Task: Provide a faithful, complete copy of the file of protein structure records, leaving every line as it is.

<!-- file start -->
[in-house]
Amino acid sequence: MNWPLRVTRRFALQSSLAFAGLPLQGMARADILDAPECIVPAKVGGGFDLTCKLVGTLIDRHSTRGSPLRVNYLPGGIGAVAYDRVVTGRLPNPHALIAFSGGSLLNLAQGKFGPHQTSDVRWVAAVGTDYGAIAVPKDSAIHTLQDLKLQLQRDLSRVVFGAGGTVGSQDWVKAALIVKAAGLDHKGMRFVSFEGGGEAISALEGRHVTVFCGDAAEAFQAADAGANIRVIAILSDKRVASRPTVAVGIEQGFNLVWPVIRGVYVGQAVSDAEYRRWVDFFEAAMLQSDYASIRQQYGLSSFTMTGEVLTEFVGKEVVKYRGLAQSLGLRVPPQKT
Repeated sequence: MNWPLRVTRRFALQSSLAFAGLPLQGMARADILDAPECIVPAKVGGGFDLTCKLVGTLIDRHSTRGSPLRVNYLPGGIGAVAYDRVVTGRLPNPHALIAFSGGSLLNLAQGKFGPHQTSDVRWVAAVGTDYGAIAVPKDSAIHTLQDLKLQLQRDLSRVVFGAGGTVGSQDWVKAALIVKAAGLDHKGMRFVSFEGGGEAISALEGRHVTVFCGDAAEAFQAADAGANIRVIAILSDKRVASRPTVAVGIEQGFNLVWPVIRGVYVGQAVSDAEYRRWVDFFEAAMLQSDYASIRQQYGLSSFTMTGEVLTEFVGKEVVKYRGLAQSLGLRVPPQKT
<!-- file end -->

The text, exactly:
[in-house]
Amino acid sequence: MNWPLRVTRRFALQSSLAFAGLPLQGMARADILDAPECIVPAKVGGGFDLTCKLVGTLIDRHSTRGSPLRVNYLPGGIGAVAYDRVVTGRLPNPHALIAFSGGSLLNLAQGKFGPHQTSDVRWVAAVGTDYGAIAVPKDSAIHTLQDLKLQLQRDLSRVVFGAGGTVGSQDWVKAALIVKAAGLDHKGMRFVSFEGGGEAISALEGRHVTVFCGDAAEAFQAADAGANIRVIAILSDKRVASRPTVAVGIEQGFNLVWPVIRGVYVGQAVSDAEYRRWVDFFEAAMLQSDYASIRQQYGLSSFTMTGEVLTEFVGKEVVKYRGLAQSLGLRVPPQKT
Repeated sequence: MNWPLRVTRRFALQSSLAFAGLPLQGMARADILDAPECIVPAKVGGGFDLTCKLVGTLIDRHSTRGSPLRVNYLPGGIGAVAYDRVVTGRLPNPHALIAFSGGSLLNLAQGKFGPHQTSDVRWVAAVGTDYGAIAVPKDSAIHTLQDLKLQLQRDLSRVVFGAGGTVGSQDWVKAALIVKAAGLDHKGMRFVSFEGGGEAISALEGRHVTVFCGDAAEAFQAADAGANIRVIAILSDKRVASRPTVAVGIEQGFNLVWPVIRGVYVGQAVSDAEYRRWVDFFEAAMLQSDYASIRQQYGLSSFTMTGEVLTEFVGKEVVKYRGLAQSLGLRVPPQKT